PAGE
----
How Many Miles A Week Should I Run?
It is a question many people find themselves asking. How many miles a week should I run? As is true with many things, there is not a one size fits all answer. The number of miles you should run is a very personal number. This is in reference to how far you should be running at once and what your long-run distance should be. It is also true for how many miles you should run in a week and a month.
There are many things to take into consideration when you are determining how many miles a week you should run.
How Do I Know How Far I Should Run?
First things first. You determine how far you should be running based on some basic things. What does your current level of fitness look like? Have you been running? If you have been running regularly, how far have you been running?
The next thing to consider is what your goals are. Are you currently training for something?
If your goal is just to get some regular exercise a few times each week and to engage your cardiovascular system, you can do that by running 30-45 minutes 4 to 6 times a week. Notice I did not say anything about distance. According to the American Heart Association, you just need to get your heart rate up for a certain amount of time to maintain adequate heart health.
People hoping to improve their running based on speed or distance goals need to think about things differently. You may have a goal to run a faster 5K. Or perhaps you are training for your first half marathon. Maybe you have been bit by the marathon bug and you are training for your first 26.2. These are all three very different goals that will have you running very different mileage in order to see success.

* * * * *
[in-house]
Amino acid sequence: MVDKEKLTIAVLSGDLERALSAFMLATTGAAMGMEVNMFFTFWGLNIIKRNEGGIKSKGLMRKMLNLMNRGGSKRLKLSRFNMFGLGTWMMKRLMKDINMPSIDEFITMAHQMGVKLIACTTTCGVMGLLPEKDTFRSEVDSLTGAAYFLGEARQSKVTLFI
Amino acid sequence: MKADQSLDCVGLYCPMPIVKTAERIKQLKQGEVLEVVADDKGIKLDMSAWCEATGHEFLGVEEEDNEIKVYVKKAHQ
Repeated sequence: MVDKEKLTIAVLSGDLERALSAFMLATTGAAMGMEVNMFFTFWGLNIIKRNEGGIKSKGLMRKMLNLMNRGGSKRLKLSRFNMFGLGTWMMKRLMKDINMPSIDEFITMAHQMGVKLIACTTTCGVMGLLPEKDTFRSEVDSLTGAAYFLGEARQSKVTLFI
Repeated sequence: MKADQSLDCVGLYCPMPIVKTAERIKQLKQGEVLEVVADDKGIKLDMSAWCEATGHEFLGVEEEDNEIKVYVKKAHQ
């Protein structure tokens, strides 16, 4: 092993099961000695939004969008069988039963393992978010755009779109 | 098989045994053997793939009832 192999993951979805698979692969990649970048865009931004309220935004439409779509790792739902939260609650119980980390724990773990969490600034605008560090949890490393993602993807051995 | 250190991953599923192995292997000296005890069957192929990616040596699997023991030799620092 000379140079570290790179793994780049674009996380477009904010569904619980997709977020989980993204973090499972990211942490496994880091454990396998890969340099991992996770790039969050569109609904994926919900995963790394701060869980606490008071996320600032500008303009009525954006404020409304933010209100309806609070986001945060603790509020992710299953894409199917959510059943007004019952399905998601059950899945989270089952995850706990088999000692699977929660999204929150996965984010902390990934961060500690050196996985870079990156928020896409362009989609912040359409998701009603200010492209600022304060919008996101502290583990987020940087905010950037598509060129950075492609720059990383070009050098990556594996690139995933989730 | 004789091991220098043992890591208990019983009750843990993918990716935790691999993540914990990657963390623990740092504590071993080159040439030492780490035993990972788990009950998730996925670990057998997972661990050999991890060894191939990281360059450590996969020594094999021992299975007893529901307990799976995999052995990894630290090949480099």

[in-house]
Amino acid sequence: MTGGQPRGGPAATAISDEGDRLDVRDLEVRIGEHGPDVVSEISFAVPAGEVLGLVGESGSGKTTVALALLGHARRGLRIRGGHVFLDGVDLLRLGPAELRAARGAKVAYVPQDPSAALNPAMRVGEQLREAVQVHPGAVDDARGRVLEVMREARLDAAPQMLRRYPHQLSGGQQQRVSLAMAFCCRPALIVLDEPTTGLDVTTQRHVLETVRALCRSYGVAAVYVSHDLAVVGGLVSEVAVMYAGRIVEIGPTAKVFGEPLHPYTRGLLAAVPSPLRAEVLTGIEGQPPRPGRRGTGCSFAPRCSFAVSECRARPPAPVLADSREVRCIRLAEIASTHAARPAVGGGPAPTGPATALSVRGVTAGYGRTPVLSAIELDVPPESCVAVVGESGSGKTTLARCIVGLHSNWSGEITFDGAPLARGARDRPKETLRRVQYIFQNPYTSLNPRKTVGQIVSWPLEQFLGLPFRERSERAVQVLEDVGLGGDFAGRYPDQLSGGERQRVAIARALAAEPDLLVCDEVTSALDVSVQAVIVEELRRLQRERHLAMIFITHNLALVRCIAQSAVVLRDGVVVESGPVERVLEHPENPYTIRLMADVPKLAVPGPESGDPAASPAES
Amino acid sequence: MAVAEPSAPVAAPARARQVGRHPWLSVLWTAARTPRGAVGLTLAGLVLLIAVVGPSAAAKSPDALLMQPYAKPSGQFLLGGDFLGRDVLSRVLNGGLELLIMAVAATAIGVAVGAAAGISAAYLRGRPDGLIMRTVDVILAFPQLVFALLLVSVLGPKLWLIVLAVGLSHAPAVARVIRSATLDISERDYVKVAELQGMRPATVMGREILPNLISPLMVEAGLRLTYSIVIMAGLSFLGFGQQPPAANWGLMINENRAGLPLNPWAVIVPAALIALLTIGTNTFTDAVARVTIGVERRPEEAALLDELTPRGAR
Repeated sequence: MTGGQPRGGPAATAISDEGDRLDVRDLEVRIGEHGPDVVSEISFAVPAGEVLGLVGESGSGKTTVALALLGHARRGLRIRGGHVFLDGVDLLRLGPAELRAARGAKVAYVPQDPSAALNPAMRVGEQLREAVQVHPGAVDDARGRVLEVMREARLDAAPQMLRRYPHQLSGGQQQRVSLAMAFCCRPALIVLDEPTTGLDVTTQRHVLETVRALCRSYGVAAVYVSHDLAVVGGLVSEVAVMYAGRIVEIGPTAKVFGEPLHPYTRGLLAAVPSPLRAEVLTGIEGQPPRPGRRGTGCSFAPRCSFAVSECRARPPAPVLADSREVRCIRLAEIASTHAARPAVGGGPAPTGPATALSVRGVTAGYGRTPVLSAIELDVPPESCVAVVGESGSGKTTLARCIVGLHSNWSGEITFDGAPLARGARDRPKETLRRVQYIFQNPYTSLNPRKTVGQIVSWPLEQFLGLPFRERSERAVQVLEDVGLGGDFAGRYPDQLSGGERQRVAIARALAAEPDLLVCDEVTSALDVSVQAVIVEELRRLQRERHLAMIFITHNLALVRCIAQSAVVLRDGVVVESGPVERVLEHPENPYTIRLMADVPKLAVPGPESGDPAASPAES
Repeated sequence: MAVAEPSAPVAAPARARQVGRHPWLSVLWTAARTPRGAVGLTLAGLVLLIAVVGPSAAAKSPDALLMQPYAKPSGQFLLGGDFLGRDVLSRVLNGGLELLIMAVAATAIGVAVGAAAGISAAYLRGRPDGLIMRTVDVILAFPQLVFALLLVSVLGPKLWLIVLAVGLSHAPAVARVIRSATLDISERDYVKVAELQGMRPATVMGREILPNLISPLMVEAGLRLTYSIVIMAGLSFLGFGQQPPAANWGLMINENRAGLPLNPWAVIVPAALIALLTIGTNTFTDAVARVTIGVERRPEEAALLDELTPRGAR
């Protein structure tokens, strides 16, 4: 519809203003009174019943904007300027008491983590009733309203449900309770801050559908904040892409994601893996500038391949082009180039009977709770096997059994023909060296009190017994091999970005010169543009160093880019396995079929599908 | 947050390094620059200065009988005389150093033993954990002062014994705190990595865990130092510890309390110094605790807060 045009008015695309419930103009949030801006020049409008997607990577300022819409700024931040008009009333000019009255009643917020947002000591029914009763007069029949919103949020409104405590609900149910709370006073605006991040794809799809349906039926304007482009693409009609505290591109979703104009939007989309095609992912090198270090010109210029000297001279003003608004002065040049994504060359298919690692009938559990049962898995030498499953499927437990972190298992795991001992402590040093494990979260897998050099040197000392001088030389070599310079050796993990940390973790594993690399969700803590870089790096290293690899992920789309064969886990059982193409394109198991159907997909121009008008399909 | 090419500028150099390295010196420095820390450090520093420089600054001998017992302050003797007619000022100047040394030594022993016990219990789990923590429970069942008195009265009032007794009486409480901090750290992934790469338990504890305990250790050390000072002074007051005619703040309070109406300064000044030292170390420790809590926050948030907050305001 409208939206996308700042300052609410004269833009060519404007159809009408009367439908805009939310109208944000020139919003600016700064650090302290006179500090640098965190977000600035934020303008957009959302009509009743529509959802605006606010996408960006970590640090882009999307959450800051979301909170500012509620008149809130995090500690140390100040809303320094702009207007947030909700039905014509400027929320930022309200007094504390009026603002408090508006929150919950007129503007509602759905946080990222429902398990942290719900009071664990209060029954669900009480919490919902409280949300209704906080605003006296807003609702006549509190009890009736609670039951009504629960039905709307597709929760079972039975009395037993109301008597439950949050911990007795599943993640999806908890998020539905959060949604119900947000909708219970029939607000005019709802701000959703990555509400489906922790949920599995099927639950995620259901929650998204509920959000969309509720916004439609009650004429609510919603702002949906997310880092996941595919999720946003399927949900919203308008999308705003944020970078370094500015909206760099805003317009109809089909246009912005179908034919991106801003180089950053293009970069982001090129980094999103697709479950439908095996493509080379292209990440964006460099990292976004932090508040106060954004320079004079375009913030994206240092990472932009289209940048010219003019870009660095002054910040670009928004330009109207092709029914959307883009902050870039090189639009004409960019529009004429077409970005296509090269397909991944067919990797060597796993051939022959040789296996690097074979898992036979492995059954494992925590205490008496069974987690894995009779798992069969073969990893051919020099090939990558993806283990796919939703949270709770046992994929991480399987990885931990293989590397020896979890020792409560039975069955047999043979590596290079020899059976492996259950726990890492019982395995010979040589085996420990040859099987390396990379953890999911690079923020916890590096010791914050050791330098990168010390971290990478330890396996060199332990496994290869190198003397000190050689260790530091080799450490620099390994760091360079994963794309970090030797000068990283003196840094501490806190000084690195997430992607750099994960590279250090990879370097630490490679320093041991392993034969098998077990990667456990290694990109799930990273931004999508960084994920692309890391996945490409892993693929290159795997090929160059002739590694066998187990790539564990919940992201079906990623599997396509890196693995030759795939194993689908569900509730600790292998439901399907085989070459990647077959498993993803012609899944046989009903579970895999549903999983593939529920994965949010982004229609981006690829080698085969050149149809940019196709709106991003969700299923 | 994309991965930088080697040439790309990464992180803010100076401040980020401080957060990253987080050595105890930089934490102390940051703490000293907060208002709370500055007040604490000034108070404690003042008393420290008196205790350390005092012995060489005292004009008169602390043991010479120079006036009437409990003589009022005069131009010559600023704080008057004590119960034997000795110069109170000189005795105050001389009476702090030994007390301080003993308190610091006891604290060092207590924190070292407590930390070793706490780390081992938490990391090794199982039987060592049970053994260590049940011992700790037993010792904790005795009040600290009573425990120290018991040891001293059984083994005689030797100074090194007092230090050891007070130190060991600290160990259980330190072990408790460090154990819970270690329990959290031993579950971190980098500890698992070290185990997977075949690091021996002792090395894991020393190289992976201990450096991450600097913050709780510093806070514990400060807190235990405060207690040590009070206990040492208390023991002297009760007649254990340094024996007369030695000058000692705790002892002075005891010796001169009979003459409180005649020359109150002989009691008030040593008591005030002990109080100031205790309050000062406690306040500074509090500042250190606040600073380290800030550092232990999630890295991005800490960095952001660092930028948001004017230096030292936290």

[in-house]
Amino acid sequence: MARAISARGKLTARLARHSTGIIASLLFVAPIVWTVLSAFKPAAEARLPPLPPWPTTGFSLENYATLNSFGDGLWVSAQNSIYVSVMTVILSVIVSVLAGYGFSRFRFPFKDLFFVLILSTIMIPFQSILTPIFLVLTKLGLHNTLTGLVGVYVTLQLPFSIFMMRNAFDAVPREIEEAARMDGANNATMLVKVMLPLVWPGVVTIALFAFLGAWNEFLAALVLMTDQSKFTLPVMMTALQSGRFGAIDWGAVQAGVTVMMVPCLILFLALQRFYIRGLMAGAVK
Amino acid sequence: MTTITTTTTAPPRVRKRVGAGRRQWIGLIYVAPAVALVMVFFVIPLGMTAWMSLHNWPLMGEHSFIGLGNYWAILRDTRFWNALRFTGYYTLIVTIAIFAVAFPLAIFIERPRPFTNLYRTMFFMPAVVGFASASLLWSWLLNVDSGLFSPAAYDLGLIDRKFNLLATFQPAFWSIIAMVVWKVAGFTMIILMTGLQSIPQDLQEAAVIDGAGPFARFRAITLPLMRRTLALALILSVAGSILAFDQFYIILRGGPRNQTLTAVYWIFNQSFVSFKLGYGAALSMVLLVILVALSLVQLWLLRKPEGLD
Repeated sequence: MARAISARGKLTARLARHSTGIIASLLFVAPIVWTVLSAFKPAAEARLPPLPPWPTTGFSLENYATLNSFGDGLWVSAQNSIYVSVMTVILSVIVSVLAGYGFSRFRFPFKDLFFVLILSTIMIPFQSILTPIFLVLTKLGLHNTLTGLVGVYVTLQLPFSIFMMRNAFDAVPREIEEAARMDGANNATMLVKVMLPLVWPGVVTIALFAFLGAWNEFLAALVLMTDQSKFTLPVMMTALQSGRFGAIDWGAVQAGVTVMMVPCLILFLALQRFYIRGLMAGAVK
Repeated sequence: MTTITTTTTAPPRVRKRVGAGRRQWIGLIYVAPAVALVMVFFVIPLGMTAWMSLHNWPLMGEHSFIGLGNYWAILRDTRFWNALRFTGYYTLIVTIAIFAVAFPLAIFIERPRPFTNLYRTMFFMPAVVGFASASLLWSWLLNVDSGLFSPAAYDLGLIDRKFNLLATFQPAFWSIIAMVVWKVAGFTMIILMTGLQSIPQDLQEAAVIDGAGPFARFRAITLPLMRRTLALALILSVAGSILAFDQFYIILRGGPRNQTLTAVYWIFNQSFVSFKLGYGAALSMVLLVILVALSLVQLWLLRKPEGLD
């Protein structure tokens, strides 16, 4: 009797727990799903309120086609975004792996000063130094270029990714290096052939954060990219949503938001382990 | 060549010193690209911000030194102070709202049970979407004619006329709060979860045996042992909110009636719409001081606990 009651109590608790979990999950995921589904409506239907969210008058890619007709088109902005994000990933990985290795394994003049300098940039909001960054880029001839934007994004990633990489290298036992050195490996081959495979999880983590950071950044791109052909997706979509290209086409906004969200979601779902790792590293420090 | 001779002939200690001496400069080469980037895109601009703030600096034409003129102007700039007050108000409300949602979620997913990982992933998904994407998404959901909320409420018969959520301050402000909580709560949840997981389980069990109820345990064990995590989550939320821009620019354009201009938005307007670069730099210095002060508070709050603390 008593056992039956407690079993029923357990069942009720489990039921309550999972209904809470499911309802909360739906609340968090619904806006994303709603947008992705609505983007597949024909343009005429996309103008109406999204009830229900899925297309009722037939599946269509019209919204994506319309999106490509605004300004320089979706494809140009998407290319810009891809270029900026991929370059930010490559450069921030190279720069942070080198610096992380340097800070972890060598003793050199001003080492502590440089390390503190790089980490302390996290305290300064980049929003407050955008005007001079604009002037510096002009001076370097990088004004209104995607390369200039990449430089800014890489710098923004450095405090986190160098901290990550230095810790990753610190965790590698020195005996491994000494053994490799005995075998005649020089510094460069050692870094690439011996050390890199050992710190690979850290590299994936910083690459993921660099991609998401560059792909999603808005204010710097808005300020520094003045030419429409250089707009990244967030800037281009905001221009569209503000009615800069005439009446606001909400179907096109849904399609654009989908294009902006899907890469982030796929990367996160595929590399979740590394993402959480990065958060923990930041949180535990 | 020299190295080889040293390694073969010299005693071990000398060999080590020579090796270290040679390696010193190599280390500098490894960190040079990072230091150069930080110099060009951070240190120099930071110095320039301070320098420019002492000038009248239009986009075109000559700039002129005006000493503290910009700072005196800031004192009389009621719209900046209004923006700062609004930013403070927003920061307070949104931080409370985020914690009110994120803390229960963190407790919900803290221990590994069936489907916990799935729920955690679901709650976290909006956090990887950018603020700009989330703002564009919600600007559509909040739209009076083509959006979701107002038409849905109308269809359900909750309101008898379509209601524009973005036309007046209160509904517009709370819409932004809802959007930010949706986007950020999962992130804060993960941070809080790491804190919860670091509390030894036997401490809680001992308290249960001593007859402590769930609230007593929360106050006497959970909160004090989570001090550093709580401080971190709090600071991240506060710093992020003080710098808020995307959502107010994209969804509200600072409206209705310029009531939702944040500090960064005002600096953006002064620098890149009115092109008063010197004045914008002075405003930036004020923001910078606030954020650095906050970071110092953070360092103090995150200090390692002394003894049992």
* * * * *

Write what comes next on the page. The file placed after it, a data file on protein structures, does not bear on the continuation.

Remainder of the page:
You can train for a 5K by running less mileage than any of the longer distance events. This is especially true for newbie runners. If you are just starting out, or running recreationally without a deep commitment to the sport, you can probably get away with running anywhere from 12-18 miles each week.
If you are running 2-4 miles, three to four times each week, you will find yourself in decent 5K shape by race day. If you have aspirations of a personal record (PR) race, you may wish to get into more specific training. However, that is a different blog topic.
Half Marathon Training
When you amp up your race distance, you also need to amp up your weekly running distance. As your weekly long runs venture into double digits, it stands to reason that your mileage will start to creep up.
Depending on how many days each week you are committed to training, you will likely find yourself running 20-30 miles each week.
Simple rules to follow as you begin to get deeper into training are as follows:
- Do not add too much to your long run each week. Raise your long run distance by small increments.
- Only up your total weekly mileage by about 10% each week.
- Consider taking a non-impact day following your long run.
- Your long run should be done considerably slower than your shorter runs.
The Big Dog: 26.2